Teach yourself to assemble the parts of a hand-crafted joiner's mallet.
The intended audience of this video are beginners and professionals looking to brush up the basics of woodworking.
If you enjoyed building your own mallet, try your hand at making a chopping board in the next video of this series.
The step-by-step instructions in this three-part video tutorial will show you everything you need to know to make your very own mallet to use in your woodworking and carpentry projects.
Music - Gilles B
If you have followed How to Make a Mallet part 2, you can now proceed to create a through-mortise in which to wedge the handle.
Step 1 - Marking the Taper on the Head.
Centre the tapered portion of the handle on top of the head.
Use a ruler to check both sides.
Trace the taper of the Handle onto the side of the Head.
Extend the lines to all sides of the head with a Trysquare and pencil.
Set the scribes of a Mortise Gauge to the thickness of the Mallet's handle.
Center the scribes on the Head by sight and adjust the stalk till the piercemarks from both sides are at the same point.
With the scribes of the Mortise Gauge centered on the Head, tighten the thumbscrew and pierce the two points.
Highlight them with a pencil.
Proceed to scribe the thickness of the mortise between the lines marking the width of the mortise on top of the Head.
Highlight the scribed line with a pencil.
Repeat the step on the opposite side as well.
Step 2 - Preparing a Guide Block.
Before you start chiselling out the mortise, prepare a small guide block to help maintain the angle at which the handle tapers.
Cut the guide block so that the four sides along the length of the piece are square with each other.
Cut one of the remaining sides by tracing the arm of a protractor or a sliding bevel edge set to the handle's taper.
This side will help create the reference for chiseling.
Saw along the line maintaining a precise angle of the saw.
The guide block will be used in the final stages of chiselling.
Step 3 - Chiseling the Mortise.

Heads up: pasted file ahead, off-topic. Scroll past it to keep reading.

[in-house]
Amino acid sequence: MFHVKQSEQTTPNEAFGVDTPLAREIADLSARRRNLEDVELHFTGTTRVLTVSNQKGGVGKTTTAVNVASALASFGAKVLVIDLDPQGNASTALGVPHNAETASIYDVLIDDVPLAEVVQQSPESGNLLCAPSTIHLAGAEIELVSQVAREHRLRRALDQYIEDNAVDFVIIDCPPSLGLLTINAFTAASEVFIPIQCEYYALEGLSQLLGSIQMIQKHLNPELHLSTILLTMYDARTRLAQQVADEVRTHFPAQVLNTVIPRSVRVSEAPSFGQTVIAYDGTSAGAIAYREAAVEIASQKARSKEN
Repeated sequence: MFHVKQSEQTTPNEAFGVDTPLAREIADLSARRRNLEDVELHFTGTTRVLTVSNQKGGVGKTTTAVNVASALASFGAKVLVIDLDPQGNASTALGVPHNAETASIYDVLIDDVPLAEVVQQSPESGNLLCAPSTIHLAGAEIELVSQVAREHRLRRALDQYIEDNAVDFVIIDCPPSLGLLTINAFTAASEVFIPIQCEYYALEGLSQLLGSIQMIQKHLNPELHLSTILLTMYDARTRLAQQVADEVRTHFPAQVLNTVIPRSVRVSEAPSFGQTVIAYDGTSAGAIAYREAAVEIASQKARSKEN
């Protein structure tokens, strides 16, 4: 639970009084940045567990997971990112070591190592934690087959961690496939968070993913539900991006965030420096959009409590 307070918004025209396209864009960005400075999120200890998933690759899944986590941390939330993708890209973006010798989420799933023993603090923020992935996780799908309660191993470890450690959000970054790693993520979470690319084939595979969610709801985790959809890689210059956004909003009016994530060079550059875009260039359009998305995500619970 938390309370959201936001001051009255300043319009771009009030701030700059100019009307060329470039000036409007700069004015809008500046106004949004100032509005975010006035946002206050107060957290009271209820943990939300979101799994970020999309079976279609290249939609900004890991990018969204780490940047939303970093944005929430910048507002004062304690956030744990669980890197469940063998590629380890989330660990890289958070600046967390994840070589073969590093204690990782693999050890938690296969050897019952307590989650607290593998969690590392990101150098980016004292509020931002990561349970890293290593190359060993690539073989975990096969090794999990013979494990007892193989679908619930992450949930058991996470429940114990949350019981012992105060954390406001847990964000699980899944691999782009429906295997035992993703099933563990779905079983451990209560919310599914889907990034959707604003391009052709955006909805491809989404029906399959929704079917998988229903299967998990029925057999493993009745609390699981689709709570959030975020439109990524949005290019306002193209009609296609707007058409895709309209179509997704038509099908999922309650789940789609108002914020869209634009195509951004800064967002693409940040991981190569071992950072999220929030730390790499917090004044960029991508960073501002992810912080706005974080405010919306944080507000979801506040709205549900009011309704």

To begin with, fix the Mallet head on the vice and start chiselling out the narrower opening of the mortise.
You may use a mortise chisel or a bevel-edge chisel like the one used here.
With the flat side of the chisel towards the wall of the mortise, leave a little extra wood at the edges for finishing.
Work your way in layers from edge to edge until you have chiselled about two inches.
Now, place the guiding block at the edge of the mouth such that it follows the taper laid out for the mortise.
Clamp the block securely in place.
Hold the flat side of the chisel against the guide block and extend the angle into the mortise.
Follow the step on the opposite wall as well.
Now, turn the Head over to the opposite surface and repeat the same process here until the mortise runs through to the other side.
Leave a small amount of waste wood at the sides for finishing.
Clamp the guide block in line with the tapering sides and extend the angle into the mortise.
Use the flat side of a bench chisel against the walls of the mortise to ensure that they are smooth and uniform.
Place the head on the vice such that the mortise runs horizontally.
Use a bench chisel to pare the side facing up until it is even.
Use a file for a smooth finish.
Turn the piece over to the other sides and repeat the steps until all the inner walls of the mortise have a consistent finish.
Step 4 - Finishing.
The final step involves bevelling the edges of the mallet head so that it doesn't chip upon impact.
Use a block plane to create a bevel on the edges that run along the grain.
The edges cornering the end grain can be shaped with a rasp.
Use a file after the rasp for a smooth finish.
Fix the Mallet Head sideways on the vice and wedge the handle into the head through the mortise to check the fit.
You can use a mallet to apply force so that the handle is wedged in tight, but not too tight.
Place the Mallet on the table and mark out the desired length of the handle using a pencil and ruler.
Here we have chosen to retain 10.
5 inches from the base of the head.
Extend the mark to all sides using a trysquare and pencil.
Clamp the handle onto the vice and saw off the extra wood from the handle Use a spokeshave to create a bevel or to round the edges of the handle until it is comfortable to hold.
A Rasp and File can be used on the edges of the endgrain.
You have now learned how to make a Joiner's Mallet.